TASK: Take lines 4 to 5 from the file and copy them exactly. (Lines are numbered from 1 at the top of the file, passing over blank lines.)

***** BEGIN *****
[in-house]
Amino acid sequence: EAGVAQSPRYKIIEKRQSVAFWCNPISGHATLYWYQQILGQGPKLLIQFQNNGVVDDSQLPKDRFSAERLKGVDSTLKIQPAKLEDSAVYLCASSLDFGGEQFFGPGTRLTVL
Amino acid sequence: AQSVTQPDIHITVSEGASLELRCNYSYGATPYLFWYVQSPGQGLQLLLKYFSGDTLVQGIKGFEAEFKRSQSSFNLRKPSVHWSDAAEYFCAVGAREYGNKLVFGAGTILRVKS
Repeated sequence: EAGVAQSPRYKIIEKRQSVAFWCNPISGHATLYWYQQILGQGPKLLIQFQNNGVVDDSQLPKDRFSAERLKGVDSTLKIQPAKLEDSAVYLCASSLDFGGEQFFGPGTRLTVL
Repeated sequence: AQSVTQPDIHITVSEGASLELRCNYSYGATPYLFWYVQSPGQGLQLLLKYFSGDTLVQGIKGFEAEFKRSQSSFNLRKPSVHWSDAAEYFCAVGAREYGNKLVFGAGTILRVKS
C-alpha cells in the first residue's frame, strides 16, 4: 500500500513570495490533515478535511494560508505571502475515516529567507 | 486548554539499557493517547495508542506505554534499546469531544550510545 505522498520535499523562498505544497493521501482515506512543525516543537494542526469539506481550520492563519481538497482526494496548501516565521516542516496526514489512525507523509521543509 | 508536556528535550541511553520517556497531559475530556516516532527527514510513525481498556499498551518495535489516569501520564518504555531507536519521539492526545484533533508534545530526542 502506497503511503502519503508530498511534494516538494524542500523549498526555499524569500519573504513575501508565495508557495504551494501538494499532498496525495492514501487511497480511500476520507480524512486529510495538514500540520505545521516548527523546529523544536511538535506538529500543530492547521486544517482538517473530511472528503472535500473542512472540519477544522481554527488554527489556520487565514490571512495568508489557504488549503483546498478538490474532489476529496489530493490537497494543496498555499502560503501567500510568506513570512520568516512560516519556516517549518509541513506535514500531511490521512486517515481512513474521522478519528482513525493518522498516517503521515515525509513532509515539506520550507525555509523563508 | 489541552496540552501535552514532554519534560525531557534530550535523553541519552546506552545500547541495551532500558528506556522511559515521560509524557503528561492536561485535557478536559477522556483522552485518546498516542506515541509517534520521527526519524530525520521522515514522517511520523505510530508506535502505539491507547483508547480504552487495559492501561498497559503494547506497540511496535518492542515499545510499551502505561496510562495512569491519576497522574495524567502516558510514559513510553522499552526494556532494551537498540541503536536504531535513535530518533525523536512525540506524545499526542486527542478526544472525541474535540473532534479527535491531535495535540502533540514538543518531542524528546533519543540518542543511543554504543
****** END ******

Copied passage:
Repeated sequence: EAGVAQSPRYKIIEKRQSVAFWCNPISGHATLYWYQQILGQGPKLLIQFQNNGVVDDSQLPKDRFSAERLKGVDSTLKIQPAKLEDSAVYLCASSLDFGGEQFFGPGTRLTVL
Repeated sequence: AQSVTQPDIHITVSEGASLELRCNYSYGATPYLFWYVQSPGQGLQLLLKYFSGDTLVQGIKGFEAEFKRSQSSFNLRKPSVHWSDAAEYFCAVGAREYGNKLVFGAGTILRVKS